Nineteen-year-old twins Ahmad and Hamza Pasha had never been to a protest before. But, for them, the crisis in Kashmir was worth giving up their Sunday.
“This is important to me and I’m willing to sacrifice the time and effort to be here,” said Hamza, holding a sign that read “end Indian colonization in Kashmir.”
“It doesn’t matter what religion you are, it’s just the fact that we’re all human, it’s about people hearing your own voice.”
The brothers were part of the hundreds of protesters gathered outside Toronto city hall Sunday for a peaceful rally to support the people of Kashmir.
Waving Pakistani flags and holding signs that read “Kashmir bleeds,” they chanted “freedom” while listening to speakers under the trees on the south side of Nathan Phillips Square facing Queen St.
The Muslim-majority region, which sits between India and Pakistan, has been divided between the two nuclear-armed countries since 1947. But in early August the Indian government revoked a section of its constitution that had allowed the state of Jammu and Kashmir — on the Indian side — control over its own affairs.
This has been followed by a security crackdown, blackout and curfew, cutting people off from the internet, phones and the rest of the world.
Speakers told the crowd about family members and friends in the state that they hadn’t heard from, and urged Justin Trudeau’s government to speak up.
The Pasha brothers, both students at Brock University, came from Mississauga on one of the yellow school buses that ferried protesters from as far away as Windsor and Niagara, organized by local community groups and mosques.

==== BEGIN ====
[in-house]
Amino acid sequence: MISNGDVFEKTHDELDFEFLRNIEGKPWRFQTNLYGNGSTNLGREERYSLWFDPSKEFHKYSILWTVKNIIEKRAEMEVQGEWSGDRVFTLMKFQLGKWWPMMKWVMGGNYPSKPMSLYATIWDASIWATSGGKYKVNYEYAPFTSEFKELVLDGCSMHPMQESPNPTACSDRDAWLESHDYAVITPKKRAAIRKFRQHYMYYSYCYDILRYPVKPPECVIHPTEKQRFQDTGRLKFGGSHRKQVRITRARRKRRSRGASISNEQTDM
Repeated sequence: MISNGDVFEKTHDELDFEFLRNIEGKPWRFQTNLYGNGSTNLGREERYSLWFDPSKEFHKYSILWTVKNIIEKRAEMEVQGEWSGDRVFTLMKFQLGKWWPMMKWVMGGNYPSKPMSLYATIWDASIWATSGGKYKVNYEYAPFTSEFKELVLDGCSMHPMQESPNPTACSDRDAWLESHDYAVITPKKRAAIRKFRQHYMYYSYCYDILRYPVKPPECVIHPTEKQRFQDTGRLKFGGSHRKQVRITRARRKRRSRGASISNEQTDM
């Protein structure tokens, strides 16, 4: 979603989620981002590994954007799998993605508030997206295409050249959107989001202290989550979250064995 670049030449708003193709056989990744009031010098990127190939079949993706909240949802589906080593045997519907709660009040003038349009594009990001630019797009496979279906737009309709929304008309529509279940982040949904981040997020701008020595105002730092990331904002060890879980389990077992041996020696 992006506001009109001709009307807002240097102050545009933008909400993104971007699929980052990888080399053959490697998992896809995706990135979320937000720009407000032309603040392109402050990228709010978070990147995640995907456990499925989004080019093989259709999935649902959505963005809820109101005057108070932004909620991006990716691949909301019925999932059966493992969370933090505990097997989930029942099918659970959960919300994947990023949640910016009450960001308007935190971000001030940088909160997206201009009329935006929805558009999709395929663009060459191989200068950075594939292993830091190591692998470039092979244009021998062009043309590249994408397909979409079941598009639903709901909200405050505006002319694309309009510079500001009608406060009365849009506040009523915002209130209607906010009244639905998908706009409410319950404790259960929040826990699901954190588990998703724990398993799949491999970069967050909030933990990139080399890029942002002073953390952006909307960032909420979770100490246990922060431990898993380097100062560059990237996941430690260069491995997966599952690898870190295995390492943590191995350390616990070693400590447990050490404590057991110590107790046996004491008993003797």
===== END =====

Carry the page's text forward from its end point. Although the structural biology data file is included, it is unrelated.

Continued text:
They said they didn’t have a personal connection to the region, but that shouldn’t matter.
“We’re all just people,” Hamza said. “We’re all similar in so many different ways.”
They’d both like Trudeau to make a statement condemning India’s actions in Kashmir, and the United Nations to do more.
According to The Associated Press, restrictions in Kashmir continue, despite the Indian government saying it was starting to restore phone lines and ease up on security this weekend.
Indian Prime Minister Narendra Modi has defended the changes in Kashmir. He sees them as freeing the region from separatists.
The New York Times reported on Aug. 10 from Srinagar, Kashmir’s biggest city, that residents need to have a curfew pass to leave their homes, even for medical emergencies, and essentials like milk and baby food are running out.
That’s something that worries Samreen Imran, who came to the rally from Milton with her young daughter.
“It’s a human rights issue, especially for women and small kids,” she said, holding a “Justice for Kashmir” sign. “They have no mercy.”
On the other side of Nathan Phillips Square, the India Day Festival was setting up, with musical acts practising and food trucks arriving. At one point a group from the rally, some carrying signs comparing Modi to Hitler, began marching towards that end, but they were urged by speakers to turn back, and stopped by police.
Later, a man from the India Day celebrations ran over and started yelling at protesters. But he was quickly put back on his side by an officer.
Markham teacher Maimoona Afroz, from Hyderbrad, India, thought it was important to show support for Kashmir and condemn what’s happening there. She has school friends she grew up with from the region, and has been thinking about them over the last few weeks.
“I was telling my kids, what if I wasn’t allowed to talk to my own mom? Imagine how devastating that is,” she said.
“In 2019 I don’t think this should happen.”
May Warren is a breaking news reporter based in Toronto. Follow her on Twitter: @maywarren11